As it stands, there are generally accepted standards of treatment for adolescents, usually beginning with therapy before moving on to drugs. Usually, a class of drugs that are considered dangerous or addictive are not meant to be prescribed for adolescents with mental health issues. Currie calls this class of drugs “red flag drugs,” which includes, as an example, benzodiazepines.

Currie and Cuddy found that treatment does indeed largely depend on the density of different health care professionals in the area where someone lives. Having a higher density of psychiatrists leads to more drugs being prescribed, often without first using therapy, whereas higher densities of psychologists usually lead to treatment starting with therapy. This is a fascinating discovery, especially since Currie and Cuddy were careful to use an accepted standard for treatment as the baseline. If the standard for treatment is not being followed based on the available health care professionals in a given location, then those adolescents with mental health conditions in that location are not receiving the same level of care. However, the most troubling aspect of Currie’s lecture was her revelation that red flag drugs are heavily prescribed to adolescents despite improvements in other therapeutics.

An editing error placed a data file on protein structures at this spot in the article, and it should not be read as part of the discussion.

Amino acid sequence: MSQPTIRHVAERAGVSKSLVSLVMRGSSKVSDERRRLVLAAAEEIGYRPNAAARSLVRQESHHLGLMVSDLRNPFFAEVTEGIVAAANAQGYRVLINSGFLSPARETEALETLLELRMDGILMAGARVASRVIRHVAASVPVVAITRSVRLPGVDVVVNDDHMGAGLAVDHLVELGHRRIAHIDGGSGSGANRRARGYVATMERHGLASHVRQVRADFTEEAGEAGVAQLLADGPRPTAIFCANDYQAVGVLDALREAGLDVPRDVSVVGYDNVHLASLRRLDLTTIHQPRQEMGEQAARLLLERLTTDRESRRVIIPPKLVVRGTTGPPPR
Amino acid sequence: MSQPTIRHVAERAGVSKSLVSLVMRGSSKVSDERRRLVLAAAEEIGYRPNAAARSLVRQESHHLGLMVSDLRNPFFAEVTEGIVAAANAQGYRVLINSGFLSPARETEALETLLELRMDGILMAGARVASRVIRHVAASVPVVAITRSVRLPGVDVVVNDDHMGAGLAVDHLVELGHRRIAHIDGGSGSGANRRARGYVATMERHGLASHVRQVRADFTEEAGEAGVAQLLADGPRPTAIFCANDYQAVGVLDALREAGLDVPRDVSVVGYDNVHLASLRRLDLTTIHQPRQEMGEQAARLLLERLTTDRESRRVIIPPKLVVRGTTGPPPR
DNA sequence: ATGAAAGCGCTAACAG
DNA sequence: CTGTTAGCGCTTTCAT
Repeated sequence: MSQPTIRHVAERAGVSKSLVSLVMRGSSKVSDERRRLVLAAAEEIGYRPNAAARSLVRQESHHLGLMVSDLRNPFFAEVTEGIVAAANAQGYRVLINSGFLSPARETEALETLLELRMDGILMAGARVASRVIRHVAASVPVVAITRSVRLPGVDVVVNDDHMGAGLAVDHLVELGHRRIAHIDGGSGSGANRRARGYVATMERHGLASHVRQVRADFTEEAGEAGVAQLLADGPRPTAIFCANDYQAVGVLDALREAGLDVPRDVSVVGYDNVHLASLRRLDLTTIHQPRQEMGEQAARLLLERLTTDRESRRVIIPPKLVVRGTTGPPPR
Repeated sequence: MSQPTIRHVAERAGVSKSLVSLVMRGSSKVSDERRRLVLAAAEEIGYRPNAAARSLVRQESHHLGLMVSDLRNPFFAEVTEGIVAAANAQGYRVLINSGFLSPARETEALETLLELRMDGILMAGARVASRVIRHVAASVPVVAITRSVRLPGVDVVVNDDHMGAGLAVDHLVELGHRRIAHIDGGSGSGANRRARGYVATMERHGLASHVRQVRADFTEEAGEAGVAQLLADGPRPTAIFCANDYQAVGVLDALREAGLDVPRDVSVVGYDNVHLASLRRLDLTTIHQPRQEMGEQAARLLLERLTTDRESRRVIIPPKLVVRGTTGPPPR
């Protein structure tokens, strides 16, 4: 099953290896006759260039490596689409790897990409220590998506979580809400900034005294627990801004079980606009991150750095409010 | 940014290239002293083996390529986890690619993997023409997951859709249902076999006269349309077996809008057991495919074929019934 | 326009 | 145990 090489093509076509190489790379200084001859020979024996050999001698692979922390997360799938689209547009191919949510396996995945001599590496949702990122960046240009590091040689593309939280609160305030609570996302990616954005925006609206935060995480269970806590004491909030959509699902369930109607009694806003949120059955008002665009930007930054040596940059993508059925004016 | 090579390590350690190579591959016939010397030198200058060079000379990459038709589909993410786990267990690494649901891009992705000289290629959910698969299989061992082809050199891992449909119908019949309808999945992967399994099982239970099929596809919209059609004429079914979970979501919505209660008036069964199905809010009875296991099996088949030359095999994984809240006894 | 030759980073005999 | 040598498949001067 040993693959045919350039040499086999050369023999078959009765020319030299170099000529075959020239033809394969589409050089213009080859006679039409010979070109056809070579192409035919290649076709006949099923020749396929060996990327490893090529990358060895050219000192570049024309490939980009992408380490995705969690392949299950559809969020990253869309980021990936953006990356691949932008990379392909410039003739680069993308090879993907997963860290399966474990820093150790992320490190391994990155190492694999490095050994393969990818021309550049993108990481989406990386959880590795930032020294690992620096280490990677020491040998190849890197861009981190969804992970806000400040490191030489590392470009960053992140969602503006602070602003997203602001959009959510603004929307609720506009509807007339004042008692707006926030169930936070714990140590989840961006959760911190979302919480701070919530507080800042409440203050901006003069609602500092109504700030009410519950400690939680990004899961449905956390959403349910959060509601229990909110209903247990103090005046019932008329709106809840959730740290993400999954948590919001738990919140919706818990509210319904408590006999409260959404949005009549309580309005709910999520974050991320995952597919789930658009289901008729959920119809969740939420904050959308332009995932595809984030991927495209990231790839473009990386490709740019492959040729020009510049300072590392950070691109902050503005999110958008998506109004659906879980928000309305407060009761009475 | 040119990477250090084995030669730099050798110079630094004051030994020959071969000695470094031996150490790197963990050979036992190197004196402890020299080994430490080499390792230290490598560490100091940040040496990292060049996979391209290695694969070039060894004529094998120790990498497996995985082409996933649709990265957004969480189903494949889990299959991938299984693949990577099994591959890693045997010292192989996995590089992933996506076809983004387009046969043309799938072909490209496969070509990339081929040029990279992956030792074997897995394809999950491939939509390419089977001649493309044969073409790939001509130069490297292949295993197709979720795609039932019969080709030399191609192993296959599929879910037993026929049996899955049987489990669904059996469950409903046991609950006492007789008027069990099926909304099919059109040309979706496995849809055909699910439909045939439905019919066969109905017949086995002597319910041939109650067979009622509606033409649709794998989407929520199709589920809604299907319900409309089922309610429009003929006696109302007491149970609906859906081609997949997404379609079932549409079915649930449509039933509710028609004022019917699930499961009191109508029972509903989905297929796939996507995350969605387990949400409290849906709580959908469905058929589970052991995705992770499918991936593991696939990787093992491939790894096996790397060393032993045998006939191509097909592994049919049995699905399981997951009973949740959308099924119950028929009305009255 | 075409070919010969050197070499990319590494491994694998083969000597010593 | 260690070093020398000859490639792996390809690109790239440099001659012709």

Q&A: Red flag drugs, COVID-19 and child mental health

In the Q&A period following the lecture, Currie answered a broad array of questions on the topic of mental health. There was significant interest in the effects that COVID-19 might have on mental health, specifically with regards to children in school. Currie believes that the effects will likely be mixed, with some children excelling and others struggling. These effects may even be mixed within families. She does, however, foresee that the current situation could exacerbate existing mental health conditions.

Addressing questions about the reasons for the overprescription of red flag drugs, she noted that despite her prior assumption that these drugs were being pushed by the pharmaceutical industry, there is little evidence of a marketing effort leading to such a conclusion. Many of these red flag drugs have been on the market for a long time and are no longer under patent. Rather, Currie noted that the high levels of prescriptions in certain areas more likely have to do with the comfort level of doctors who have been prescribing these drugs for a long time. As such, these doctors may suffer from imperfect information as they are not aware of advances in treatment that have occurred in recent decades.

Currie’s fascinating lecture raised  serious concerns about whether mental health issues are being treated properly by the American health care system. Her research provides ample evidence that continual education is needed for mental health care providers to ensure that they do not provide inappropriate treatment due to a lack of information.